By Judd Gregg - 01/13/14 06:00 AM EST
As we move into the new year and a new session of Congress, Republicans continue to push the envelope of the negative.
The list goes on and on. Some of it is justifiable but little of it magnetic as the national policy of a national party.
If the goal is to actually capture the attention of the American people beyond those on the right who live in a perpetual world of conspiracy and the language of “no,” it might be time to consider going positive.
Like a football team that is always expected to run the ball, let’s try surprising a few folks and airing it out.
This would be seen as different by all the people who are in the middle of American political thought and who actually vote — that is to say, independents in general and especially educated, professional women who are the decision-makers not only in their families but in elections.
It might also be perceived as an interesting and attractive approach to governing.
Obviously, Republicans do not control the White House and, unlike President Obama, neither do they have significant support in the mainstream press to amplify their agenda. But with the stark failures of the left as led by the president and The New York Times, there is clearly a vacuum of leadership ready to be filled.
With the advent of social media, the opportunity is sitting there for Republicans to fill this vacuum with an avalanche of good ideas that address the everyday needs of most Americans.
We have a very large number of creative people and thinkers in our party, both in Congress and in the states where our governors dominate.
Let’s take four or five of the best ideas that are rooted in the positive, and throw a few long balls or maybe just pound them home.
There are a number of things that could fit the bill.
Immigration should be a positive issue for Republicans. Most people who are recently arrived in this country are committed to working hard to succeed, for their kids as much as for themselves. They do not want the government to excessively interfere with their effort.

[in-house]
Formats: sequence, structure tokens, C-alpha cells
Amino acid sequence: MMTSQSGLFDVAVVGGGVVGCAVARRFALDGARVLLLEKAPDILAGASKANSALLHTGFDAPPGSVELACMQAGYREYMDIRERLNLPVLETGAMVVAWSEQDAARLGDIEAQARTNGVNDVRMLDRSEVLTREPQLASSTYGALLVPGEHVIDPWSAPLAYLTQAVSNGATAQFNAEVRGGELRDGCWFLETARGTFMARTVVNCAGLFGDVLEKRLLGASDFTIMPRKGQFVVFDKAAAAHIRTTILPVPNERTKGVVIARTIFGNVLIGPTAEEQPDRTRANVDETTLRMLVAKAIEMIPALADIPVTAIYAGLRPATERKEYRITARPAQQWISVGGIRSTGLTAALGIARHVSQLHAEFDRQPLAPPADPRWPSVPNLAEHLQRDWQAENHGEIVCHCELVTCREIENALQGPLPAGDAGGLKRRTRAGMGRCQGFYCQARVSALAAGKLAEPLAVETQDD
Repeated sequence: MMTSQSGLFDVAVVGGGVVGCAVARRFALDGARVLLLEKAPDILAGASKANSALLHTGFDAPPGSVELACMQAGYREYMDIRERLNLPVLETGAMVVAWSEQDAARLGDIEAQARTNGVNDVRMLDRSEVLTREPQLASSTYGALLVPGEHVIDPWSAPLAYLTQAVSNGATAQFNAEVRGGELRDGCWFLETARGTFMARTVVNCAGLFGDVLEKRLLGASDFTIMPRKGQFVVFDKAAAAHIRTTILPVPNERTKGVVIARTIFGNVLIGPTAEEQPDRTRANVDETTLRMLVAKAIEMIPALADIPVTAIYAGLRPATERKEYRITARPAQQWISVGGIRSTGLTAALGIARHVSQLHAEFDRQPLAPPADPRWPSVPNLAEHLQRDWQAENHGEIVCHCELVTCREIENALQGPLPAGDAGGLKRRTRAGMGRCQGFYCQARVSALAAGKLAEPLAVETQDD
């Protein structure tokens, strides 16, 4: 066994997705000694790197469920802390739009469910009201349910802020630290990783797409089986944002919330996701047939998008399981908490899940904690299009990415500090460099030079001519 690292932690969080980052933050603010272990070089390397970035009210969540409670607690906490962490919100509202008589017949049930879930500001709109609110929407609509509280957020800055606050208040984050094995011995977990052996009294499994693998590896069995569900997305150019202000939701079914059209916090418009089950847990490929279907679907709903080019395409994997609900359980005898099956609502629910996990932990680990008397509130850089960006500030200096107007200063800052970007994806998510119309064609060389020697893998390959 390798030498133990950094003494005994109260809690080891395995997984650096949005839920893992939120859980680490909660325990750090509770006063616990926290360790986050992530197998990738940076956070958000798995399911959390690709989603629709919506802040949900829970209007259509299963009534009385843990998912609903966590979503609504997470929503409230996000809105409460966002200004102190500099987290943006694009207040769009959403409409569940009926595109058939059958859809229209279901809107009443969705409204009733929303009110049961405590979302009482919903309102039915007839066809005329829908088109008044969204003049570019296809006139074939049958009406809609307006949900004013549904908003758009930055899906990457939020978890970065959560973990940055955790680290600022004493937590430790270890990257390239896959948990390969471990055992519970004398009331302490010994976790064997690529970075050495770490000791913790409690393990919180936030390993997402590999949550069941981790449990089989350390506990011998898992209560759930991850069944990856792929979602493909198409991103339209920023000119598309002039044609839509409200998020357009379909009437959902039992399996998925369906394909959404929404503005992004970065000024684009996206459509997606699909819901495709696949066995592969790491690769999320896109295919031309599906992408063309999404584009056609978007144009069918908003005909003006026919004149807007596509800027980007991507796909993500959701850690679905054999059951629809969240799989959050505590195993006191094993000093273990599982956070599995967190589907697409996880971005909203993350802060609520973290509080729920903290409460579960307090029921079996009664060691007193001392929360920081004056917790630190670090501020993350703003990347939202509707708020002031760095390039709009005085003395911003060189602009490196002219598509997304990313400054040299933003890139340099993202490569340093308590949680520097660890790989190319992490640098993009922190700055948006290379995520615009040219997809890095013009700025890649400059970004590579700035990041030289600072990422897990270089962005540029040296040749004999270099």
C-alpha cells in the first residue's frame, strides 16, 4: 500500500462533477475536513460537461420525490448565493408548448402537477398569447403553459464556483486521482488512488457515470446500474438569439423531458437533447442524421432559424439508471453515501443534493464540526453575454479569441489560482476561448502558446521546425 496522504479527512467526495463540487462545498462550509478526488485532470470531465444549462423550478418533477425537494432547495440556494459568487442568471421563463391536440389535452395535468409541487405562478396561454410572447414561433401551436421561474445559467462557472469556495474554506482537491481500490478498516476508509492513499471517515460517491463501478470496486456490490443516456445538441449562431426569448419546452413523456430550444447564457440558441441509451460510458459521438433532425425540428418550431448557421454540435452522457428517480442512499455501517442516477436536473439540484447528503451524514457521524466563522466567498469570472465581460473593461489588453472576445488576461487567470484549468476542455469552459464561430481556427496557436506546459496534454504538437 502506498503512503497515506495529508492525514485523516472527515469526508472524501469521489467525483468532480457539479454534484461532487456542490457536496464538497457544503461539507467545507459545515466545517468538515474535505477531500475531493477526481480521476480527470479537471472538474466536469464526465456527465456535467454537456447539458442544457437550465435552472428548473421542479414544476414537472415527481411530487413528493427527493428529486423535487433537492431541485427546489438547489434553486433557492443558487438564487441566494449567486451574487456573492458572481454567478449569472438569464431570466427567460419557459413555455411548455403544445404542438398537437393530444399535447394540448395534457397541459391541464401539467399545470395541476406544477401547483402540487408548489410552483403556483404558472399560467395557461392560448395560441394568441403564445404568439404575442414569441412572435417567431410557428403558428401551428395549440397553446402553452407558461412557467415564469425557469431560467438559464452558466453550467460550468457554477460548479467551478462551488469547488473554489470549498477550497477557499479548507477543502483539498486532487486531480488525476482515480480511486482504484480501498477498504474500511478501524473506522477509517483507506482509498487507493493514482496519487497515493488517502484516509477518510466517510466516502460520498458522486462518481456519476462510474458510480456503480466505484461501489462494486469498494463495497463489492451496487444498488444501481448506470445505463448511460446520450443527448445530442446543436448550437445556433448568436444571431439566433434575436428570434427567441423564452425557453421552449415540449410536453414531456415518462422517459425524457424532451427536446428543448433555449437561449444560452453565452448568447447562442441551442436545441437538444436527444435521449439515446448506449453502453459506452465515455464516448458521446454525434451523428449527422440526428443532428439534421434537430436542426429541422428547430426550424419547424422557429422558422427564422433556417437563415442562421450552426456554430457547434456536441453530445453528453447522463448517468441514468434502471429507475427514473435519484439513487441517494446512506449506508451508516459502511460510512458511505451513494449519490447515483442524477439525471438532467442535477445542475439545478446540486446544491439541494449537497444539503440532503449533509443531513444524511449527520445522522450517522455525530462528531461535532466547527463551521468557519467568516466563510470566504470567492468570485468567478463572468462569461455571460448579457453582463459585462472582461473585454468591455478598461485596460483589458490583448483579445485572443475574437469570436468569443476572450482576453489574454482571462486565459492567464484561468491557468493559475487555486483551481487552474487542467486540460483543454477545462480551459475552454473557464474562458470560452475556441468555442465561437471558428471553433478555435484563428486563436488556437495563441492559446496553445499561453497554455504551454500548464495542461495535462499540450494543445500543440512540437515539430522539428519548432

The odds are fairly good that wherever they came from, they left behind an overly intrusive government. They took the risk of coming to America not only because they believed in its promise but also because they believed in themselves. They are natural conservatives.
But they are turned off by the misguided belief of some conservatives that some wrongs, such as coming here illegally, can never be righted.
The GOP should set up a system that rewards the work ethic and highlights the meritocracy Republicans espouse. It’s time to stop the stupidity of turning off people who agree with us, and instead get on with immigration reform.
Higher education is going through a revolution. Bricks, mortar and tenure alike are going to crumble in the face of the thoughts, knowledge and degrees being offered online.
Republicans need to get in front of this. Adjust the Pell Grant and student loan programs to reward legitimate and substantive online programs, especially those that produce technical skills people need to make them more successful and our economy more productive.
Do it in the name of being competitive and creative in education, something that should be a Republican mantra.
We are entering a new paradigm in energy. But we have hardly scratched the surface because we have allowed the fanatical environmentalists to lock up essentially all public lands, including marginal areas that hold virtually no public or preservation benefit.
Set up a program that evaluates the benefits of preservation versus unobtrusive drilling on these marginal public lands. Use the proceeds from that drilling for specific purposes such as improving the inexcusable deterioration of our national park system or building needed infrastructure in our inner cities.
The resources are sitting there and in those cases, which will be many, where their access can be obtained without degrading the public need for preservation and protection of the environment, they should be used for the greater good.
These are just a few of many ideas. The list is long but the key is for Republicans as a party to gather members of Congress, governors and interested and constructive players, narrow the list and then pursue it with purpose.
This could be done by calling for a new type of convention, a “Positive Purpose Convention.”
The rules would be simple: Nothing in the negative, no mention of Obama, no social fratricide. Just good ideas that will cause Americans to think twice and maybe say “You know, those Republicans, they have something there.”
Judd Gregg is a former governor and three-term senator from New Hampshire who served as chairman and ranking member of the Senate Budget Committee.